A spiritual path for our time: Simple, radical, contemporary. We are in the Queen Victoria Hall, Oundle. I have not written what I am going to say, and am a little nervous about it. Kingsley wrote it out, and Andrew wrote notes, and I stood and spoke. Our topic is worship.
I have spoken before about my experiences of worship, and thought about it. Today I started reading “Twelve Quakers and Worship”, but it needs to be my experience: if I say the experience of others, it will not move in the same way. A thought, yesterday: I can speak about business meetings in worship.
I spoke, for two periods of six minutes, without notes. Some of my words were phrases I had used before: we unite behind God’s loving purposes. Ours is not consensus, of egos tiptoeing warily round each other, but the spiritual discipline of setting the ego aside, and seeking the good. This can be expressed in theist or non-theist language: the leadings of God or the promptings of love and truth in our hearts. Sometimes two apparently irreconcilable positions are stated, and someone will stand to say something not thought of before: and the atmosphere changes, as you can feel the meeting uniting behind this new proposal.
I told of how I had felt “The Holy Spirit is here!” when I first came to a Quaker meeting, introduced by a friend. I told of how I had once stood to share a good point from my reading in the week, and after had sensed that I had not been inspired to speak, however worthwhile what I had said was, and felt ashamed. I told of how, recently, I had come to meeting “hot from the World”- full of outside concerns, mind racing- or had felt cold and bored, checking the clock: and felt that I was being cured of any idea that the meeting was my own achievement. I found myself saying things I had not planned to say. This is not quite like ministry in meeting, as I came expecting to speak for a certain time, at a certain time; but I felt moved.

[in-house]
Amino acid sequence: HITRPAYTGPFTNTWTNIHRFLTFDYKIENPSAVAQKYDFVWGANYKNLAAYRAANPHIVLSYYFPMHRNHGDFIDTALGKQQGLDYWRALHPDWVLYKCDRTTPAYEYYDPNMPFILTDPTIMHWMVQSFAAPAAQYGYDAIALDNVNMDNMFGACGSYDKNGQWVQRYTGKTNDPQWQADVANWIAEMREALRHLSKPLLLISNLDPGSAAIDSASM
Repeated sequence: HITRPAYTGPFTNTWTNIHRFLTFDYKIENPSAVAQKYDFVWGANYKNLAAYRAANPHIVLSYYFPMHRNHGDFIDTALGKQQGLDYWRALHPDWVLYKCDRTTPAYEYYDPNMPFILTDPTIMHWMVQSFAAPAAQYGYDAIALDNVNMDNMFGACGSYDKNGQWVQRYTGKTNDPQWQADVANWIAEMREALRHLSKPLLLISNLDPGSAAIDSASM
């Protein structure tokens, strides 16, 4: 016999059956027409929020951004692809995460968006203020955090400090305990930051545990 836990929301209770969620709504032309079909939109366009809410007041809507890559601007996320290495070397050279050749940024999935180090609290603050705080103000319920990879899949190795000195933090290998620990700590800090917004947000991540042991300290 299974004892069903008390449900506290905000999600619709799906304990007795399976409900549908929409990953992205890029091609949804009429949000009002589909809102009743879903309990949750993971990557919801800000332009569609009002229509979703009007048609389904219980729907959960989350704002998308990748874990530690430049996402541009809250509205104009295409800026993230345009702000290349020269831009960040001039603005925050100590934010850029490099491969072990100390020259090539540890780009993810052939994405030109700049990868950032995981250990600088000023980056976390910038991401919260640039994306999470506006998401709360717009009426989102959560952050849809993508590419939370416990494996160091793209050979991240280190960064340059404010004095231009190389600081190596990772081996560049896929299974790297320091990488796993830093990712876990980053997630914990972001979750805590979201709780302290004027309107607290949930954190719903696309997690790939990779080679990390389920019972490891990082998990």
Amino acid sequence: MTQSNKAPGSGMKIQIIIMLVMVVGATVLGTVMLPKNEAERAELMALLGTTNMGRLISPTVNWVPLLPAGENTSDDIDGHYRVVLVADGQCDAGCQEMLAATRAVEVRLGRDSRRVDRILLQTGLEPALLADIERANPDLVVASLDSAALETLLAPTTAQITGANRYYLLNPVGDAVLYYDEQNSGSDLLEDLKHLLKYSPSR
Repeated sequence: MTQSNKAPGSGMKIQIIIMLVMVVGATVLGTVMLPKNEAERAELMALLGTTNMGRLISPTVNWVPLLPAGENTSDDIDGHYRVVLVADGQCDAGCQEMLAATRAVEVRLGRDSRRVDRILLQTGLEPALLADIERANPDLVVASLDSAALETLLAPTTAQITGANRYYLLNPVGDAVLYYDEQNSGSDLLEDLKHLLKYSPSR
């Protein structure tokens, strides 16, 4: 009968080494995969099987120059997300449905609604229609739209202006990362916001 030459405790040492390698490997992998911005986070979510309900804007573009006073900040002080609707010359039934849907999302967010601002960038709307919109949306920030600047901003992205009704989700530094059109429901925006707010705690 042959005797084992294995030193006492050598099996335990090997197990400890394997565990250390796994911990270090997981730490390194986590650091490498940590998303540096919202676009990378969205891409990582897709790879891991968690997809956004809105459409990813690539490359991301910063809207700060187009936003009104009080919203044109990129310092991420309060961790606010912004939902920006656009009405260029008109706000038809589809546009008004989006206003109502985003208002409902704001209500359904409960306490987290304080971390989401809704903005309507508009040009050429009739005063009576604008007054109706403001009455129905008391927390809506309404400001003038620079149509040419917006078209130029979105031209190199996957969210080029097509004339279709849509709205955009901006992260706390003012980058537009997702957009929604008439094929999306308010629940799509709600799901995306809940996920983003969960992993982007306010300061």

Personal experience is the most moving part of these evenings. After, Andrew suggested that I wrote what I had said, and I thought, why? My thought moves and changes, and there is so much more I can say.
Then we had coffee and chatted together. One of us used to play violin for the Hallé. He said that more than one conductor, if the timing was getting ragged, would become still, and his marking of time become ever smaller, precise movements of the baton, for unless they play accurately and together, no further expression is possible.